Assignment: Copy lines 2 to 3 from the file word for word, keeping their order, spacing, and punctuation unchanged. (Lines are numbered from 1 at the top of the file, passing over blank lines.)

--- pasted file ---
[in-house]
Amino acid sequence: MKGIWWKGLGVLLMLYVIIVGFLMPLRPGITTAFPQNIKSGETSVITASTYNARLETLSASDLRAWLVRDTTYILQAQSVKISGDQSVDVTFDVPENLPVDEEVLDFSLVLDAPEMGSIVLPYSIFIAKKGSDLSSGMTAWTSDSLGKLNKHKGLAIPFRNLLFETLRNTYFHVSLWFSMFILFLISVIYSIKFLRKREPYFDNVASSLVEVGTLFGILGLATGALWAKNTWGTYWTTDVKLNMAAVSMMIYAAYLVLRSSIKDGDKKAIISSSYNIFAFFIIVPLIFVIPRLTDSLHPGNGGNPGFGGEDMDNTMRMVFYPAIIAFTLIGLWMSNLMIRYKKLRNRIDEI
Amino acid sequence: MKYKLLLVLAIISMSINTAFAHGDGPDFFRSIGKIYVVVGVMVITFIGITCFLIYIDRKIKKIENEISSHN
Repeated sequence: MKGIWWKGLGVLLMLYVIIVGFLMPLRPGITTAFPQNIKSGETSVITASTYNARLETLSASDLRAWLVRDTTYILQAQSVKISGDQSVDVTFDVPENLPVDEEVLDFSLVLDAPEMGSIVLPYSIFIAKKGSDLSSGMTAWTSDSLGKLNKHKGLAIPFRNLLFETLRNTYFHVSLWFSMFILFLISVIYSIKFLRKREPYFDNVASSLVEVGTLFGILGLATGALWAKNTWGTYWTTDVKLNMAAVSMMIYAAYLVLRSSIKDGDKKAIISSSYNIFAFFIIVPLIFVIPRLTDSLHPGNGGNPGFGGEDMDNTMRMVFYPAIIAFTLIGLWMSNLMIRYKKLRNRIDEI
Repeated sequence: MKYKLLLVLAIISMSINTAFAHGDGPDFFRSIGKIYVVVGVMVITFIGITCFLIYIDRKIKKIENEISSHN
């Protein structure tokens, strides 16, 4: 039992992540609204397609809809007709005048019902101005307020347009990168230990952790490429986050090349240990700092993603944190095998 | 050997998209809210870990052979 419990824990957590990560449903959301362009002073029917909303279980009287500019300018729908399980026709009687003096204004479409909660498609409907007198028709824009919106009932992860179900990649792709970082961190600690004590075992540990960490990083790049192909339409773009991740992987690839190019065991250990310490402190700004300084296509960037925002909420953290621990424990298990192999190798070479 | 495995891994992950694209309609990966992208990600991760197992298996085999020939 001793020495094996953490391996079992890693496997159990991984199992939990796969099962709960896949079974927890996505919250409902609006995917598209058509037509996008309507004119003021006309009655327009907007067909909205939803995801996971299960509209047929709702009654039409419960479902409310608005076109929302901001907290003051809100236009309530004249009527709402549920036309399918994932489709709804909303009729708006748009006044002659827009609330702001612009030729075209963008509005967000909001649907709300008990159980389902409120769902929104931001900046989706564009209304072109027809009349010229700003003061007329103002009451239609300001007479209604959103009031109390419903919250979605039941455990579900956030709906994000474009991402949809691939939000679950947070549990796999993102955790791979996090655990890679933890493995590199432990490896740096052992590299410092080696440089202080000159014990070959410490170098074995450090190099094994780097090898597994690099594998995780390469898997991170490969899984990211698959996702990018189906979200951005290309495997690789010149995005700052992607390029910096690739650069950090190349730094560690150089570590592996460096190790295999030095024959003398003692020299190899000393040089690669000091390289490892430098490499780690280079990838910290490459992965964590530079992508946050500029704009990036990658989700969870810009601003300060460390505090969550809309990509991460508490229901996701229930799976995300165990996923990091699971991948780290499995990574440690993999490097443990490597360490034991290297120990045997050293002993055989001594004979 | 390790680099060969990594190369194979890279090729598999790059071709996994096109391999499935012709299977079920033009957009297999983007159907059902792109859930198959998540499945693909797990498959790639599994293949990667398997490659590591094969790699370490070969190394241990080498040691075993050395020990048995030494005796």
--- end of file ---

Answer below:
Amino acid sequence: MKGIWWKGLGVLLMLYVIIVGFLMPLRPGITTAFPQNIKSGETSVITASTYNARLETLSASDLRAWLVRDTTYILQAQSVKISGDQSVDVTFDVPENLPVDEEVLDFSLVLDAPEMGSIVLPYSIFIAKKGSDLSSGMTAWTSDSLGKLNKHKGLAIPFRNLLFETLRNTYFHVSLWFSMFILFLISVIYSIKFLRKREPYFDNVASSLVEVGTLFGILGLATGALWAKNTWGTYWTTDVKLNMAAVSMMIYAAYLVLRSSIKDGDKKAIISSSYNIFAFFIIVPLIFVIPRLTDSLHPGNGGNPGFGGEDMDNTMRMVFYPAIIAFTLIGLWMSNLMIRYKKLRNRIDEI
Amino acid sequence: MKYKLLLVLAIISMSINTAFAHGDGPDFFRSIGKIYVVVGVMVITFIGITCFLIYIDRKIKKIENEISSHN